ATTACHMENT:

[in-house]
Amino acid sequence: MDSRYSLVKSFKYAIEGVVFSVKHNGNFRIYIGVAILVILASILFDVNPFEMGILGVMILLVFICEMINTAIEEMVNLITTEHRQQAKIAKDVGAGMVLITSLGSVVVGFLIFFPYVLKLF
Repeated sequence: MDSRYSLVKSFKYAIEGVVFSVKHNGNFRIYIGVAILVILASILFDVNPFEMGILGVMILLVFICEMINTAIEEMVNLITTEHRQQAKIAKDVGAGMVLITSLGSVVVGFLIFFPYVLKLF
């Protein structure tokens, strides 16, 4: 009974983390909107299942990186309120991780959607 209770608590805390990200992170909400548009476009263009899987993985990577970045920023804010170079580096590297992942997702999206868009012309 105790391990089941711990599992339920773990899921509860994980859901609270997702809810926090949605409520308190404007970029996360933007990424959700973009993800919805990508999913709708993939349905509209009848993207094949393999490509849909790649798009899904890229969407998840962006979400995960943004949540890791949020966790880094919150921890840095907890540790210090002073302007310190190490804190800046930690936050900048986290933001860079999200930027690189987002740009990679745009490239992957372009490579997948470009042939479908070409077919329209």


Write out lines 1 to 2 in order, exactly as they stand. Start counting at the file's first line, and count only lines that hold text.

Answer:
[in-house]
Amino acid sequence: MDSRYSLVKSFKYAIEGVVFSVKHNGNFRIYIGVAILVILASILFDVNPFEMGILGVMILLVFICEMINTAIEEMVNLITTEHRQQAKIAKDVGAGMVLITSLGSVVVGFLIFFPYVLKLF